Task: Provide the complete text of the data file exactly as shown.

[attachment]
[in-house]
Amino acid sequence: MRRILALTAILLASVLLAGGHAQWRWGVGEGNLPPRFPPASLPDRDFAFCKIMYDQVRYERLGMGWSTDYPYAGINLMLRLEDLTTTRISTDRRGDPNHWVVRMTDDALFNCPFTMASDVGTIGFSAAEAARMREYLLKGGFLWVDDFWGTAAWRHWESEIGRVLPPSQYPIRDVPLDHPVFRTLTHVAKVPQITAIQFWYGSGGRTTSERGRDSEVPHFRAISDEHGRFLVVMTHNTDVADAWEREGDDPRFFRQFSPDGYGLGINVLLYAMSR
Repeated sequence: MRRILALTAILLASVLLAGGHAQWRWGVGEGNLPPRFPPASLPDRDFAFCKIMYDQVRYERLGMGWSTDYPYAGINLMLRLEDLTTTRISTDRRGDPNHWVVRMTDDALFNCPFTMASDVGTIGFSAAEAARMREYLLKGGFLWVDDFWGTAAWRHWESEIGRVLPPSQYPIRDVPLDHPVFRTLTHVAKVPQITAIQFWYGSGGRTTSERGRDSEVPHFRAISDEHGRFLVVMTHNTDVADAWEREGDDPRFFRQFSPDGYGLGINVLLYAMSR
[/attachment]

[in-house]
Amino acid sequence: MRRILALTAILLASVLLAGGHAQWRWGVGEGNLPPRFPPASLPDRDFAFCKIMYDQVRYERLGMGWSTDYPYAGINLMLRLEDLTTTRISTDRRGDPNHWVVRMTDDALFNCPFTMASDVGTIGFSAAEAARMREYLLKGGFLWVDDFWGTAAWRHWESEIGRVLPPSQYPIRDVPLDHPVFRTLTHVAKVPQITAIQFWYGSGGRTTSERGRDSEVPHFRAISDEHGRFLVVMTHNTDVADAWEREGDDPRFFRQFSPDGYGLGINVLLYAMSR
Repeated sequence: MRRILALTAILLASVLLAGGHAQWRWGVGEGNLPPRFPPASLPDRDFAFCKIMYDQVRYERLGMGWSTDYPYAGINLMLRLEDLTTTRISTDRRGDPNHWVVRMTDDALFNCPFTMASDVGTIGFSAAEAARMREYLLKGGFLWVDDFWGTAAWRHWESEIGRVLPPSQYPIRDVPLDHPVFRTLTHVAKVPQITAIQFWYGSGGRTTSERGRDSEVPHFRAISDEHGRFLVVMTHNTDVADAWEREGDDPRFFRQFSPDGYGLGINVLLYAMSR